The Development of a Wireless Sensor Network Sensing Node Utilising Adaptive Self-diagnostics

  • Hai Li
  • Mark C. Price
  • Jonathan Stott
  • Ian W. Marshall
Part of the Lecture Notes in Computer Science book series (LNCS, volume 4725)


In Wireless Sensor Network (WSN) applications, sensor nodes are often deployed in harsh environments. Routine maintenance, fault detection and correction is difficult, infrequent and expensive. Furthermore, for long-term deployments in excess of a year, a node’s limited power supply tightly constrains the amount of processing power and long-range communication available.

In order to support the long-term autonomous behaviour of a WSN system, a self-diagnostic algorithm implemented on the sensor nodes is needed for sensor fault detection. This algorithm has to be robust, so that sensors are not misdiagnosed as faulty to ensure that data loss is kept to a minimum, and it has to be light-weight, so that it can run continuously on a low power microprocessor for the full deployment period. Additionally, it has to be self-adapative so that any long-term degradation of sensors is monitored and the self-diagnostic algorithm can continuously revise its own rules to accomodate for this degradation. This paper describes the development, testing and implementation of a heuristically determined, robust, self-diagnostic algorithm that achieves these goals.


Wireless Sensor Network Fault Detection Solar Panel Sensor Fault Sensor Fault Detection 
These keywords were added by machine and not by the authors. This process is experimental and the keywords may be updated as the learning algorithm improves.


Unable to display preview. Download preview PDF.

Unable to display preview. Download preview PDF.


  1. 1.
    PROSEN. Prosen project homepage (2007), [Online] available:
  2. 2.
    Caselitz, P., Giebhardt, J., Mevenkamp, M.: Application of condition monitoring systems in wind energy converters. In: European Wind Energy Conference (EWEC 1997), Dublin, October 1997 (1997)Google Scholar
  3. 3.
    Angeli, C., Chatzinikolaou, A.: On-line fault detection techniques for technical system: A survey. International Journal of Computer Science & Applications I(1), 12–30 (2004)Google Scholar
  4. 4.
    Roumeliotis, S.I., Sukhatme, G.S., Bekey, G.A.: Sensor fault detection and identification in a mobile robot. In: 1998 IEEE International Conference on Robotics and Automation, May 1998, pp. 2223–2228. IEEE Computer Society Press, Los Alamitos (1998)Google Scholar
  5. 5.
    de Freitas, N., Dearden, R., Hutter, F., Morales-Menendez, R., Mutch, J., Poole, D.: Diagnosis by a waiter and a mars explorer. Proceedings of IEEE 92(3), 455–468 (2004)CrossRefGoogle Scholar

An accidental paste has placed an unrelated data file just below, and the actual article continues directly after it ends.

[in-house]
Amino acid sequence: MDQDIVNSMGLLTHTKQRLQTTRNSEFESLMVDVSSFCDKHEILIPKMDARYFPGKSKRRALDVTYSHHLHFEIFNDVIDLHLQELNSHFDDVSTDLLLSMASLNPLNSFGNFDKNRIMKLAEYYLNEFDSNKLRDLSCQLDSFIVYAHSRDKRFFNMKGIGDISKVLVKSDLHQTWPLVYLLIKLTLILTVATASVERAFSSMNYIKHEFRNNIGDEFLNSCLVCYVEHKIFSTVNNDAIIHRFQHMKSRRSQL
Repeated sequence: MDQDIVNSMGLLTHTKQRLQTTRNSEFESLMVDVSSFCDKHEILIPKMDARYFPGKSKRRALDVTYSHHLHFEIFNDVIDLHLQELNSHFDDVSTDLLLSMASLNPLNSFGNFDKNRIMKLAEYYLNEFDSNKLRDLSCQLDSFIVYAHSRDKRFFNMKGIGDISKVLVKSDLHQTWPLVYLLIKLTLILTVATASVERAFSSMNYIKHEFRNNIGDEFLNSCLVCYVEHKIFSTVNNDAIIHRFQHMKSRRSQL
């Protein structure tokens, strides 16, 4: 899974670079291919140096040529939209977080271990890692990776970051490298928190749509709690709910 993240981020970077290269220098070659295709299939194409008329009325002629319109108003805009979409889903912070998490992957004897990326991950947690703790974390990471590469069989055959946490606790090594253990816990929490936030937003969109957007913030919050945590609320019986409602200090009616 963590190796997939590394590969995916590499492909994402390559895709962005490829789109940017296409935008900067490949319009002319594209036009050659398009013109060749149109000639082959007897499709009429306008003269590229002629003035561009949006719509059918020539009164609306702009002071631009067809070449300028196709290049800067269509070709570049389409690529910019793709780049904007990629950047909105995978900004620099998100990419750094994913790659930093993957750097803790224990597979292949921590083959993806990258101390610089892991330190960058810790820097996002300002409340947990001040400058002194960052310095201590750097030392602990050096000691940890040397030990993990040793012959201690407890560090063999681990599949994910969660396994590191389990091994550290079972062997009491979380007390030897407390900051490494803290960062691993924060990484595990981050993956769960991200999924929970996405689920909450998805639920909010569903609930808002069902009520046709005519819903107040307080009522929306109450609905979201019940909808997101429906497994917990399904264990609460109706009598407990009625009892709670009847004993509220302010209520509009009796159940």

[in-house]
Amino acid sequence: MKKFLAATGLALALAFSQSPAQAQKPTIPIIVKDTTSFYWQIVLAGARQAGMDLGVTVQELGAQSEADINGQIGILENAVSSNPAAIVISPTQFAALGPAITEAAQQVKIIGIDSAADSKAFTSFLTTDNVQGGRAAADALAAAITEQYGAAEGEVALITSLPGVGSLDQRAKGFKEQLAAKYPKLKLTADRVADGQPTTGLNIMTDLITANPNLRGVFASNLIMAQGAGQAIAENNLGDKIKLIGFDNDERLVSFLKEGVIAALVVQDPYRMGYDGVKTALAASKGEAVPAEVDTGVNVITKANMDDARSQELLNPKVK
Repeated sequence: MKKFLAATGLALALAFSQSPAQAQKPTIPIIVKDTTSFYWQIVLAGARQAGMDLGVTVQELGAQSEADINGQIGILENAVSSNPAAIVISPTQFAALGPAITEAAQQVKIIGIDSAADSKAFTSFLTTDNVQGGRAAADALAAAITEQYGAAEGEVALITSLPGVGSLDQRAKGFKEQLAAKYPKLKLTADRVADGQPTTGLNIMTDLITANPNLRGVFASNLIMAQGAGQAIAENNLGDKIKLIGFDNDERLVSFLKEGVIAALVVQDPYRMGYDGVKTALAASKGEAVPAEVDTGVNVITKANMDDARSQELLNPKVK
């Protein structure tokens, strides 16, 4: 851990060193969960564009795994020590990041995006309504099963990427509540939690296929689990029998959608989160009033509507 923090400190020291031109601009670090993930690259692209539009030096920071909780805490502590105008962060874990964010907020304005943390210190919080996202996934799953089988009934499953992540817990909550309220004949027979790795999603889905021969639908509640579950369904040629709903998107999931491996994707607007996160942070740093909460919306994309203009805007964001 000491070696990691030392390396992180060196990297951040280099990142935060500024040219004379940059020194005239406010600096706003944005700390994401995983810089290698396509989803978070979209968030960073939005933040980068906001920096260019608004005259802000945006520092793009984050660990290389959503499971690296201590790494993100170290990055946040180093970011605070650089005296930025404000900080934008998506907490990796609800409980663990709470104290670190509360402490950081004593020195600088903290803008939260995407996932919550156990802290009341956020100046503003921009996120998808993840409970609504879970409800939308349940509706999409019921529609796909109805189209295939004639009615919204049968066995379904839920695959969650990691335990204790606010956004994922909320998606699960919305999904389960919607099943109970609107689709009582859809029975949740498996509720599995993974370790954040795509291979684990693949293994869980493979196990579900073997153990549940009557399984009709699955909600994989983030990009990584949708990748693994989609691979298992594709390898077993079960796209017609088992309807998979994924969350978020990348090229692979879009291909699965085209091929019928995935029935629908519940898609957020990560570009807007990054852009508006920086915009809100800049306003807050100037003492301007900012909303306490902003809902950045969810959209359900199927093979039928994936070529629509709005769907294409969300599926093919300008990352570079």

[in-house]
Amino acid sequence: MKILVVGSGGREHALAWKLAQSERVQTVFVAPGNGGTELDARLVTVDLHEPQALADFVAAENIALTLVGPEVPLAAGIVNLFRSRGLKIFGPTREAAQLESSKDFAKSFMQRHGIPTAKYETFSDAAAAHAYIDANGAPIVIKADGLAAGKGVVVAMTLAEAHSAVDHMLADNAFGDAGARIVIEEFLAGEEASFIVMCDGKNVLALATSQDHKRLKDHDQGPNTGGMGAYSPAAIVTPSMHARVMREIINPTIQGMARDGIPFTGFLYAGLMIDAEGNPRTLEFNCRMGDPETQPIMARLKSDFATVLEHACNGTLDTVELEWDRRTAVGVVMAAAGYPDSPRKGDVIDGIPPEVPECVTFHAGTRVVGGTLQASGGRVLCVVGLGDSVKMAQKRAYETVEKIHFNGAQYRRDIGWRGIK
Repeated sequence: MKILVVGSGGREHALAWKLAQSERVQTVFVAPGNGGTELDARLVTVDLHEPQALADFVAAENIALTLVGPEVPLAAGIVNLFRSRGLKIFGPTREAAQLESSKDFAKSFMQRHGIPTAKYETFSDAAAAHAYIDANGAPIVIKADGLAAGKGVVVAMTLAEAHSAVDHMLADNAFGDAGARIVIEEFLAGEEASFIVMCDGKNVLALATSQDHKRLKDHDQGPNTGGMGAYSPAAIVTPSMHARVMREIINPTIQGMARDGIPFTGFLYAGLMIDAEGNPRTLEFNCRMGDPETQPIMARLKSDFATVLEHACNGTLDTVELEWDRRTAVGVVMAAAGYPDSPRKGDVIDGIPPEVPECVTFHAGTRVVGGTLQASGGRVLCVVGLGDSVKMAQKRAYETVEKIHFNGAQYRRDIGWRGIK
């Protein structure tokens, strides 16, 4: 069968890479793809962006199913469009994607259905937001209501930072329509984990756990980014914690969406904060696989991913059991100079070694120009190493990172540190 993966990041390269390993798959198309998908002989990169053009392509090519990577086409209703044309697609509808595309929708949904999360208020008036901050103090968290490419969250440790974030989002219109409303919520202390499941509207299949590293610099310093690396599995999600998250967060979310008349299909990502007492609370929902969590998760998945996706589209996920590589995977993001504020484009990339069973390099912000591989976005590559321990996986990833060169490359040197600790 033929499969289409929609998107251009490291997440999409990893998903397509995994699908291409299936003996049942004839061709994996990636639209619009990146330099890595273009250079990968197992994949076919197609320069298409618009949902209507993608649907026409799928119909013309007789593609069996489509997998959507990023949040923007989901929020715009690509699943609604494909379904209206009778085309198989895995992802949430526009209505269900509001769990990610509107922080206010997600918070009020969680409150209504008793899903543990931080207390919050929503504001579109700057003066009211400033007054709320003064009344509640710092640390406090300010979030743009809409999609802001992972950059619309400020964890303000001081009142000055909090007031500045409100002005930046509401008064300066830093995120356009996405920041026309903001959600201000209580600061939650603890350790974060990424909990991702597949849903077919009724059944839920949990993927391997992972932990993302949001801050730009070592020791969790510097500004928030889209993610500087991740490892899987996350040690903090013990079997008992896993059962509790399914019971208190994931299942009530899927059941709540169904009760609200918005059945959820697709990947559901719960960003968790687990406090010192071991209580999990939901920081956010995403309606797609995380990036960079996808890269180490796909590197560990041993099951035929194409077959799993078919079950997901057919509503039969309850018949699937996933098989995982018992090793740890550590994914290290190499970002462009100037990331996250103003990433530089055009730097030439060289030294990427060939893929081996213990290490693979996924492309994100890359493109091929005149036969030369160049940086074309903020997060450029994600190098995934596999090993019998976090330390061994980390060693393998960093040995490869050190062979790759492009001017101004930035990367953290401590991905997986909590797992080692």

6. 6.
    Goel, P., Dedeoglu, G., Roumeliotis, S.I., Sukhatme, G.S.: Fault detection and identification in a mobile robot using multiple model estimation and neural network. In: IEEE International Conference on Robotics and Automation, Leuven, Belgium, May 1998, IEEE Computer Society Press, Los Alamitos (1998)Google Scholar
  7. 7.
    Ramanathan, N., Balzano, L., Burt, M., Estrin, D., Harmon, T., Harvey, C., Jay, J., Kohler, E., Rothenberg, S., Srivastava, M.: Rapid deployment with confidence: Calibration and fault detection in environmental sensor networks, Center for Embedded Networked Sensing, UCLA and Department of Civil and Environmental Engineering, MIT, Tech (April 2006)Google Scholar
  8. 8.
    Koushanfar, F., Potkonjak, M., Sangiovanni-Vincentelli, A.: On-line fault detection of sensor measurements. In: Sensors, 2003. Proceedings of IEEE, October 2003, pp. 974–979. IEEE Computer Society Press, Los Alamitos (2003)Google Scholar
  9. 9.
    Bertrand-Krajewski, J., Bardin, J., Mourad, M., Beranger, Y.: Accounting for sensor calibration, data validation, measurement and sampling uncertainities in monitoring urban drainage systems. Water Science and Technology 47(2), 95–102 (2003)Google Scholar
  10. 10.
    Chen, J., Kher, S., Somani, A.: Distributed fault detection of wireless sensor networks. In: DIWANS 2006: Proceedings of the 2006 workshop on Dependability issues in wireless ad hoc networks and sensor networks, Los Angeles, CA, USA, pp. 65–72 (2006)Google Scholar
  11. 11.
    Davis instruments, wireless vantage pro2 specifications (2006), [Online]. available:
  12. 12.
    CR200 Series Datalogger with Spread Spectrum Radio, Campbell Scientific, Inc. (2005)Google Scholar
  13. 13.
    RF401/RF411/RF416 Spread Spectrum Data Radio/Modem, Campbell Scientific, Inc. (2005)Google Scholar
  14. 14.
    Li, H., et al.: (In prep. 2007)Google Scholar
  15. 15.
    Stott, J.: Canterbury weather website (2006), [Online]. available:
  16. 16.
    Uk weather extremes (2007), [Online]. available:
  17. 17.
    Model 109 Temperature Probe User guide. Campbell Scientific Inc. (2002)Google Scholar
  18. 18.
    Press, W.H., Teukolsky, S.A., Vetterling, W.T., Flannery, B.P.: Numerical recipes in C. Cambridge university press, New York, USA (1992)zbMATHGoogle Scholar
  19. 19.
    Gumstix. Gumstix homepage (2007), [Online]. available:

Copyright information

© Springer-Verlag Berlin Heidelberg 2007

Authors and Affiliations

  • Hai Li
    • 1
  • Mark C. Price
    • 1
    • 2
  • Jonathan Stott
    • 1
  • Ian W. Marshall
    • 1
  1. 1.Computing Laboratory, University of Kent, Canterbury, CT2 7NFUK
  2. 2.School of Physical Sciences, University of Kent, Canterbury, CT2 7NHUK

Personalised recommendations